“Consider what your best interests are,” she said. “Don’t spend a ton of money and emotional resources to test if it doesn’t feel like a strength of yours because there are plenty of other things you can grow and focus on aside from testing.”

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About the Contributors
Audrey Park, Editor-in-Chief
Audrey Park is a member of the Class of 2024 and serves as an editor-in-chief. She began writing for the Midway in the 2020-21 school year when she was in ninth grade. Her favorite story she has written is about University of Chicago nurses seeking solutions for the uninsured. She loves journalism because of its ability to represent and reflect multiple perspectives. Audrey also enjoys reading, traveling and playing card games. Awards: 2023 Journalism Education Association National Student Media Contests, San Francisco convention: Honorable mention, online package 2023 Scholastic Press Association of Chicago, news story: excellent 2022 Journalism Education Association National Student Media Contests, St. Louis convention: Honorable mention, editorial writing 2022 Columbia Scholastic Press Association Gold Circle Award: First place, sidebar writing, “Misinformation solutions rely on regulation, media literacy”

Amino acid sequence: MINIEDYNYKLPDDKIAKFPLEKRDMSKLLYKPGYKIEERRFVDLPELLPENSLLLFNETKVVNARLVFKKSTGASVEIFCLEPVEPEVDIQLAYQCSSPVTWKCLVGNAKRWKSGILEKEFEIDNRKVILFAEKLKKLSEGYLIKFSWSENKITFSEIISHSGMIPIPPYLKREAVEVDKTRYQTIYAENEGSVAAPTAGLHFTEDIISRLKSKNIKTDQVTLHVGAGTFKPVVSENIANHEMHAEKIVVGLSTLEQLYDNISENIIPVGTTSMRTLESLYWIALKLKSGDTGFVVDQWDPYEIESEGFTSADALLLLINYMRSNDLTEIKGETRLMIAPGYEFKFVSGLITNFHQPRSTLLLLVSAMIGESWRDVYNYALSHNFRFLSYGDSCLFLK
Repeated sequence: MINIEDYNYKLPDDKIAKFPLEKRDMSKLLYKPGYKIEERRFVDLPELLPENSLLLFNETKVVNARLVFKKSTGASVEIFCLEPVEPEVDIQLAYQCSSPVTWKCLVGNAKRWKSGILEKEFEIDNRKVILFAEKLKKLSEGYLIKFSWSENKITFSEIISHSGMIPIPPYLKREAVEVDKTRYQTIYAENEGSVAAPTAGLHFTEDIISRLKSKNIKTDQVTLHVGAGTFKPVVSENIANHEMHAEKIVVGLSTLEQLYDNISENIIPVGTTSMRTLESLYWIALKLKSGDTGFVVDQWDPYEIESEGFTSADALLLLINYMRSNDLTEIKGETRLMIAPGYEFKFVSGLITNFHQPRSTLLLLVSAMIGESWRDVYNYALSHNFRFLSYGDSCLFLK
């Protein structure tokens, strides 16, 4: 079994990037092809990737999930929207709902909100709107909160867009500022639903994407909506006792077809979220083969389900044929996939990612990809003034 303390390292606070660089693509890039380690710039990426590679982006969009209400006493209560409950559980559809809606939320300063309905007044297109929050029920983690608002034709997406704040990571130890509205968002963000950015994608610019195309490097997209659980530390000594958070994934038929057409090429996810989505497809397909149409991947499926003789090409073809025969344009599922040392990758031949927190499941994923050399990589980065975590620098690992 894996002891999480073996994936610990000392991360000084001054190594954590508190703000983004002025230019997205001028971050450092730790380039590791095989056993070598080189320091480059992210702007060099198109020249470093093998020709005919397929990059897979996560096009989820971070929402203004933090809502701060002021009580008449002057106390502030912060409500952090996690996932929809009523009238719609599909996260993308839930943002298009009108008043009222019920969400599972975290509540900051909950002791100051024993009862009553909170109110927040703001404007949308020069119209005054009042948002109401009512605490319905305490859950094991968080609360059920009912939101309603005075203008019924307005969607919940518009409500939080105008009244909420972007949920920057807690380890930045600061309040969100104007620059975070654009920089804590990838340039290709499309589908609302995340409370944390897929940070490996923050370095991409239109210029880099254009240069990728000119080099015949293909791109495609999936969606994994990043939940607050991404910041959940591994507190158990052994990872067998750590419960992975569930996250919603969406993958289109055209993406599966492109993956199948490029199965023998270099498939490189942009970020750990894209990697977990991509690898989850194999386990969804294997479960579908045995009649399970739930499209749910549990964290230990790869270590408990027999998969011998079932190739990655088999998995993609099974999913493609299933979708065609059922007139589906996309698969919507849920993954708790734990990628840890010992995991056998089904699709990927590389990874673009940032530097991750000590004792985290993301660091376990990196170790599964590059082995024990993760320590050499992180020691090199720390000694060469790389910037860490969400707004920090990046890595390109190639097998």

Henry Benton, Photographer
Henry Benton is an editor and a member of the Class of 2025. His favorite part of photojournalism is being with a team. The most fulfilling part of PhotoJ is seeing your photos in the paper. Outside of photojournalism Henry enjoys boxing, music and video games. Awards: 2022 Columbia Scholastic Press Association Gold Circle Award: Photo slideshow, certificate of merit (with Andrew Burke-Stevenson, Malcolm Taylor, Matt Petres, Chloe Ma and Patrice Graham), “Photo gallery: Faculty face off in Homecoming arm wrestling tournament”

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    Sharon WilliamsNov 28, 2023 at 10:20 am

    Please note that test-optional practices were NOT introduced as a result of the pandemic. They were expanded. A considerable number of colleges, many selective, have been test-optional for several years.